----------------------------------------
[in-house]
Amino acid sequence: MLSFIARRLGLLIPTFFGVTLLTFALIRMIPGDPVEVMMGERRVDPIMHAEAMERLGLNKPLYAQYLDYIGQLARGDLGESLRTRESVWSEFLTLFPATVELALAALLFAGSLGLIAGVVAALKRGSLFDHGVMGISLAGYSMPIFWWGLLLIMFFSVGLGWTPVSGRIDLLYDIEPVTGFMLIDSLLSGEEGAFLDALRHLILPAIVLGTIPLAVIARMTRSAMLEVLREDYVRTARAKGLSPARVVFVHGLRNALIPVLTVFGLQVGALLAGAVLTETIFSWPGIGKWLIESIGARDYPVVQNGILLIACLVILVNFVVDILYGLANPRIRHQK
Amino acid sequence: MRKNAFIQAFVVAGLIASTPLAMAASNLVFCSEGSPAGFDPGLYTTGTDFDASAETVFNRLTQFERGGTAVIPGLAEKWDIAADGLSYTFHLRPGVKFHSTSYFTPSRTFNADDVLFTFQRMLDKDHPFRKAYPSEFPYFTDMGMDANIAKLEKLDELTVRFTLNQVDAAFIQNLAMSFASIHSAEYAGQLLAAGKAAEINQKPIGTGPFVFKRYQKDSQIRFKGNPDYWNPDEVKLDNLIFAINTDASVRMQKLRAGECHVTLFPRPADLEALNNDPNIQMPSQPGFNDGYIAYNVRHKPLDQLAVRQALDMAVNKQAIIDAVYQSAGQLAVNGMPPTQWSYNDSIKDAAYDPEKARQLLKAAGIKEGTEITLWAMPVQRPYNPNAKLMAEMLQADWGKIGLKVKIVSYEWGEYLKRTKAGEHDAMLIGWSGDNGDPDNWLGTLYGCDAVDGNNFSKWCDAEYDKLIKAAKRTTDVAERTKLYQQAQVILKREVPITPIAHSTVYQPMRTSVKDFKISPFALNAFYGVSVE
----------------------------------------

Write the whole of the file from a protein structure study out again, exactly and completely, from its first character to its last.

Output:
[in-house]
Amino acid sequence: MLSFIARRLGLLIPTFFGVTLLTFALIRMIPGDPVEVMMGERRVDPIMHAEAMERLGLNKPLYAQYLDYIGQLARGDLGESLRTRESVWSEFLTLFPATVELALAALLFAGSLGLIAGVVAALKRGSLFDHGVMGISLAGYSMPIFWWGLLLIMFFSVGLGWTPVSGRIDLLYDIEPVTGFMLIDSLLSGEEGAFLDALRHLILPAIVLGTIPLAVIARMTRSAMLEVLREDYVRTARAKGLSPARVVFVHGLRNALIPVLTVFGLQVGALLAGAVLTETIFSWPGIGKWLIESIGARDYPVVQNGILLIACLVILVNFVVDILYGLANPRIRHQK
Amino acid sequence: MRKNAFIQAFVVAGLIASTPLAMAASNLVFCSEGSPAGFDPGLYTTGTDFDASAETVFNRLTQFERGGTAVIPGLAEKWDIAADGLSYTFHLRPGVKFHSTSYFTPSRTFNADDVLFTFQRMLDKDHPFRKAYPSEFPYFTDMGMDANIAKLEKLDELTVRFTLNQVDAAFIQNLAMSFASIHSAEYAGQLLAAGKAAEINQKPIGTGPFVFKRYQKDSQIRFKGNPDYWNPDEVKLDNLIFAINTDASVRMQKLRAGECHVTLFPRPADLEALNNDPNIQMPSQPGFNDGYIAYNVRHKPLDQLAVRQALDMAVNKQAIIDAVYQSAGQLAVNGMPPTQWSYNDSIKDAAYDPEKARQLLKAAGIKEGTEITLWAMPVQRPYNPNAKLMAEMLQADWGKIGLKVKIVSYEWGEYLKRTKAGEHDAMLIGWSGDNGDPDNWLGTLYGCDAVDGNNFSKWCDAEYDKLIKAAKRTTDVAERTKLYQQAQVILKREVPITPIAHSTVYQPMRTSVKDFKISPFALNAFYGVSVE